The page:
• Parametric providers. Parametric insurance providers are few in number but growing. Policyholders gain protection without the hassle and wait involved with filing claims. Insurers benefit from predictability and risk mitigation in their portfolios, even as climate incidents increase. Switzerland-based Pula, which provides crop protection to African farmers, raised $20 million this year to expand into livestock insurance. Brazil-based Newe covers low-income communities and smallholder farmers. Zambia-based Acre Africa designs parametric products for farmer cooperatives (listen to ImpactAlpha’s conversation with Acre Africa’s Niza Banda). Insurance startups are testing the model in the US and Europe as well. FloodFlash in the UK and Floodbase in the US both provide coverage for flood victims.
  • Go with the dealflow. Share this post and check out the full roundup of ImpactAlpha’s deal reporting this week. 

The Week’s Short Signals

👷🏾‍♀️ Worker power. The American worker is doing better than at any time on record, says a new report by the Economic Innovation Group. The median worker is better paid and better educated, workplaces have never been safer, employers are offering more benefits, and a record share of workers have access to paid sick and family leave. (EIG

😎 Solar abundance. Solar will likely be the biggest source of electrical power on the planet by the mid 2030s. “In its radical abundance, cheaper energy will free the imagination, setting tiny Ferris wheels of the mind spinning with excitement and new possibilities,” declares The Economist in an uncharacteristically exuberant package on solar power. (The Economist)

🌊 Building resilience. The US Chamber of Commerce, the powerful US business trade group known for lobbying against climate policy, is urging companies and cities to invest in climate resilience. Each $1 of investment in resilience and disaster preparedness reduces economic costs by $7 after an event, it says. That’s in addition to $6 of damage savings. (CoC)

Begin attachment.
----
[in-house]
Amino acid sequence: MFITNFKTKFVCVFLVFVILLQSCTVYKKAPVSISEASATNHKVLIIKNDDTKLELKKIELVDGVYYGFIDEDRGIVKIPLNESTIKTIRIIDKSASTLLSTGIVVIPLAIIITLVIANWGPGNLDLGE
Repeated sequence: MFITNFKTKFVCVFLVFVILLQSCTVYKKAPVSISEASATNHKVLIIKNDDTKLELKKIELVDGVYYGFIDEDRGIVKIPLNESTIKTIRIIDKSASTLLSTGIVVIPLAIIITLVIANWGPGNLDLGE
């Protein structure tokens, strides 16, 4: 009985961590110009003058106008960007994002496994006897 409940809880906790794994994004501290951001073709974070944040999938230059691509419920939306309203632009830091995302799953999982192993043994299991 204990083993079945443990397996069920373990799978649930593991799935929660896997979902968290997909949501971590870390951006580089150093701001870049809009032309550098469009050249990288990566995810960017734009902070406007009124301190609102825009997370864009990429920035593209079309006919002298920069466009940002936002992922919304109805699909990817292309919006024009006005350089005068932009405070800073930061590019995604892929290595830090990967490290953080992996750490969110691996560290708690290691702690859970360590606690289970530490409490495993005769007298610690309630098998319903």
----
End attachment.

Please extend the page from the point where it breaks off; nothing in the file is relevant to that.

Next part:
🏦 Private debt. The number of private debt impact funds have grown nearly 250% over the past decade, to 394 funds (117 of them open for investment), according to Phenix Capital’s latest tally. More than two-thirds have an emerging market focus. “Investors like this strategy as a gateway to the emerging markets,” says Phenix. (Phenix Capital)

🌍 Climate majority. A global survey of 75,000 people in 77 nations found that 80% want their countries to step up their climate action and nearly 90% want them to put aside political differences and cooperate on addressing global warming. Some of the largest majorities were in fossil fuel-heavy counties including China, India and Saudi Arabia. (The Guardian)

The Week’s Talent and Jobs

💼 See and share more than a dozen new impact jobs posted this week on ImpactAlpha’s Career Hub and view hundreds of more jobs in impact investing and sustainable finance. Have a job listing to post? Submit it here.

Criterion Institute’s Joy Anderson, Jackie VanderBrug of Putnam Investments and the late Catalyst at Large Suzanne Biegel receive the Joan Bavaria Award at this week’s US SIF conference for their work building the field of gender-lens investing… Ayana Parsons, co-founder of Fearless Fund, stepped down as chief operating officer. 

The California Endowment appointed Kelli Washington, formerly with Cleveland Clinic, as chief investment officer… Kate Cochran stepped down as the CEO of Upaya Social Ventures. AB Chakravarthy, Upaya’s India country director, and Shruti Goel, director of impact and partnerships, will become co-CEOs, starting in August.

FedEx named Karen Blanks Ellis as chief sustainability officer, replacing Mitch Jackson, who retires at the end of June… The University of Michigan welcomed Shalanda Baker, previously the US Department of Energy’s Office of Energy Justice and Equity director, as its first vice provost for sustainability and climate action… Community Investment Management hired Ravi Vukkadala, previously with Northern Arc Investment Managers, as its country director in India. 

Community Capital Management added Allison Brink, formerly with Great Lakes Advisors, as head of distribution; and Julia Winck, a recent Northwestern University graduate, as impact research analyst. CCM promoted Jessica Botelho to co-chief impact strategist, and Adele MacEwen to impact and financial data manager.

That’s a wrap. Have a wonderful weekend. 

– June 28, 2024